"Growing Eden": Author Q&A

One of my favorite things about blogging (back when I was doing it regularly—which I'll go back to doing in March once my first draft is finished, I swear!) has been meeting some fantastic bloggers who ceaselessly bring new perspectives to this big loose conversation we're having on beauty, women, feminism, appearance, and the like. Specifically, getting to know one of the brightest body image bloggers out there, Kate Fridkis of Eat the Damn Cake, has been a delight—a delight made all the greater when I learned that she recently published her first book.

Growing Eden, an interior chronicle of her pregnancy, diverges from body image but is wholly aligned with one of her larger themes: womanhood, and exactly what that means, personally and collectively. Being grateful for all the opportunities we have today that our grandmothers didn't; feeling constrained by the sheer number of opportunities out there. Wanting to be seen, yet feeling relief when her pregnant body—"the promise of motherhood"—temporarily excused her from being seen in a sexual light. Believing in commitment to community, yet not being excluded from little vipers of envy that can accompany being a part of a larger entity. The book is about femininity as much as it is about motherhood or pregnancy—and more important, it's a beautifully written treat. Fridkis has always been one of those writers whose thoughts inspire wanderings of my own, so I was pleased when she agreed to do a Q&A about Growing Eden with me here. For an excerpt, visit Eat the Damn Cake.




Given that you're a body image blogger, it's particularly interesting that you initially seemed to almost not trust your body to do what it did, like, "I can't really be pregnant..."—and then your body really did go and "betray" you with the morning sickness. In what ways do you feel like trust, pregnancy, and body image are interconnected?



My body definitely betrayed me in the beginning of my pregnancy, when I learned that “morning sickness” sometimes means “spending every day on the bathroom floor.” I think my brain thought I was dying. After that, my body shocked me by getting huge. I didn’t feel like myself, I felt like I was trapped inside a pregnant woman’s body. And then, just as that was becoming normal, I had to somehow push this terrifyingly large baby out. I didn’t want to do that. I really didn’t want to. But I had no choice. The whole thing was an exercise in being out of control. And the whole thing was an exercise in what my body is capable of, regardless of how I feel about it. My body turned out to be stronger than I’d ever known. It was a sneaky machine, just following its ancient program. And in the end, I was fine. Everything was fine. My body knew what it was doing, even when what it was doing was extreme or gross or enormous or horribly painful. My body made a perfect baby, even though I only ate Kraft mac and cheese and iron pills for a solid trimester. My body proved itself to me in spectacular ways. It proved how functional as opposed to decorative it really is. Which seems like it should be self-evident, but definitely hasn’t been for me. And all of this was totally normal. My body is just a normal body.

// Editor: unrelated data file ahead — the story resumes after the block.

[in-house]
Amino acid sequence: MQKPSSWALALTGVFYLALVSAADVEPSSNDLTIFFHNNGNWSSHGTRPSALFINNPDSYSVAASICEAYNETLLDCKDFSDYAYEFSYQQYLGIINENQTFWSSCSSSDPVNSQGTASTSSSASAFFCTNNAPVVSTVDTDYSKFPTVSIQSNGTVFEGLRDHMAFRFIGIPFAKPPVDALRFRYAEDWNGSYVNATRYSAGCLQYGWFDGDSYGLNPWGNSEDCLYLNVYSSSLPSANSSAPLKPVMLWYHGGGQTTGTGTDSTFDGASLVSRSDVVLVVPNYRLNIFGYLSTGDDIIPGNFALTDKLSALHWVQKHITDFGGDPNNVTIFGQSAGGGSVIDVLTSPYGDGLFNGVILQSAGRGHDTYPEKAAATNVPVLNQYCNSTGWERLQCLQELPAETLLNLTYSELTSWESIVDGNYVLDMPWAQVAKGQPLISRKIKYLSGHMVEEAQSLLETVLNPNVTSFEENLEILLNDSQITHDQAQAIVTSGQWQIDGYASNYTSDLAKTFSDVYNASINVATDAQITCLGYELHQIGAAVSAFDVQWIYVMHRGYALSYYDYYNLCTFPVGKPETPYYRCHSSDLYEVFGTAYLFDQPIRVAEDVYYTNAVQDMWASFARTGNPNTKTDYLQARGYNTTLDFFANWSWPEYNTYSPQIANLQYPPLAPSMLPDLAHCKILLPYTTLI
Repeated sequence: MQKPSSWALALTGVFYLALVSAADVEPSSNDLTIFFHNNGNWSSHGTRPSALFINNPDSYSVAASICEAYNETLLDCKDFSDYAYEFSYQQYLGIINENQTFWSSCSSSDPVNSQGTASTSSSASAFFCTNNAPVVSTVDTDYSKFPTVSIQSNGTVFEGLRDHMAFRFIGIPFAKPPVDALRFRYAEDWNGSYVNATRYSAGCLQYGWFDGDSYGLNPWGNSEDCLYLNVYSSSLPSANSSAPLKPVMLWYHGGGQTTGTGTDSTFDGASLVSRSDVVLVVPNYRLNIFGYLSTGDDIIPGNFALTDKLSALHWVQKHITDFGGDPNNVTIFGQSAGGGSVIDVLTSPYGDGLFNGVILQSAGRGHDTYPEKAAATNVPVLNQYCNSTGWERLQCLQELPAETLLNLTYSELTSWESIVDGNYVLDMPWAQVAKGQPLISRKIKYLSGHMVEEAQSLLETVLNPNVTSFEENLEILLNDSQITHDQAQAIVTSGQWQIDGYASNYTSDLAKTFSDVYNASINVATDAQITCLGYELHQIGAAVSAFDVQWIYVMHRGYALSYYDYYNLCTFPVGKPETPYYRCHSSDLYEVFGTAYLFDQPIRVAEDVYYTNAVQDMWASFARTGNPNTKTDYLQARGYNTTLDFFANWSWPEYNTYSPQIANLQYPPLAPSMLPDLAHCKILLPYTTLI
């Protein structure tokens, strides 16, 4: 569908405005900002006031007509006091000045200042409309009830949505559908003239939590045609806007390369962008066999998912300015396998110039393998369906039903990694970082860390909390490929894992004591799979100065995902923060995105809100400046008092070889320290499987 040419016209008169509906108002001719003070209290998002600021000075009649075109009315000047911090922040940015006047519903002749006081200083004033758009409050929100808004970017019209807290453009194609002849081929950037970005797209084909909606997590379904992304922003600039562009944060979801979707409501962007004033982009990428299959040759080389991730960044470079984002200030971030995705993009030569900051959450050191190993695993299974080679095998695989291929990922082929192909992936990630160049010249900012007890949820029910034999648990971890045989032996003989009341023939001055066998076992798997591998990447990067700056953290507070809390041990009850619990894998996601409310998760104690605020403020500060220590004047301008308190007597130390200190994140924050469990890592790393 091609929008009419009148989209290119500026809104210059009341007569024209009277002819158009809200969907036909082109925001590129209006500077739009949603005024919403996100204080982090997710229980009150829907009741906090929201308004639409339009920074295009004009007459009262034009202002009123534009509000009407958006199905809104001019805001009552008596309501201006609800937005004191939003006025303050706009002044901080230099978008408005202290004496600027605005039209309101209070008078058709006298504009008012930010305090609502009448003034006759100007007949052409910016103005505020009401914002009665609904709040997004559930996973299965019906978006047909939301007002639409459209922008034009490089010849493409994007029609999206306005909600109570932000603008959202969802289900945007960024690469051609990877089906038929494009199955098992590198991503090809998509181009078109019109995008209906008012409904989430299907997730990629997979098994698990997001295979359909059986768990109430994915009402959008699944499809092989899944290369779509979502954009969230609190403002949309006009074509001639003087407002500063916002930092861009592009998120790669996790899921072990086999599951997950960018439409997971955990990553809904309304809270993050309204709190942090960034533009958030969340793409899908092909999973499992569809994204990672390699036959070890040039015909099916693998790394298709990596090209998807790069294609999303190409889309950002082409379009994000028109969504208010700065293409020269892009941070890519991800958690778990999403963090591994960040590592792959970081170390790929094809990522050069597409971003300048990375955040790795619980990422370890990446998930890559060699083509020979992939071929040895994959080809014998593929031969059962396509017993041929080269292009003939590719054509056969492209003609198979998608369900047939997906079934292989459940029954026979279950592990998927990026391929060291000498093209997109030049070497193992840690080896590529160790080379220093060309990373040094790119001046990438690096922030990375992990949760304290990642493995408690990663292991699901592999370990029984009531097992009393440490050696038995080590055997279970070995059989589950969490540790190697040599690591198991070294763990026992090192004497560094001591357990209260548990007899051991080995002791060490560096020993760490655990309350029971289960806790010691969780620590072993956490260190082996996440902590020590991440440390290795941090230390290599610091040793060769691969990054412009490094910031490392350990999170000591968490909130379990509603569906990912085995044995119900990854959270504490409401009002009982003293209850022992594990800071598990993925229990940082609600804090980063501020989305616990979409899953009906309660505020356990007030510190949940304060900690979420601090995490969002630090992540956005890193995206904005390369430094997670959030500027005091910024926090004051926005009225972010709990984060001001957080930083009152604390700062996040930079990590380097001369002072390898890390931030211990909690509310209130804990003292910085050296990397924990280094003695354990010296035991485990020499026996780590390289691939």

I think there’s a lot of pressure on women to have bodies that are exceptional. That are “better” than normal. That go beyond. Fitter, leaner, boobier, more dramatic, tighter, you know. I’ve definitely wanted to look “better” than normal. Better than myself. But it turned out, with my pregnancy and the birth of my baby, that normal was exactly what I needed to be. It was awesome that I was ordinary. And my ordinary body was awesome.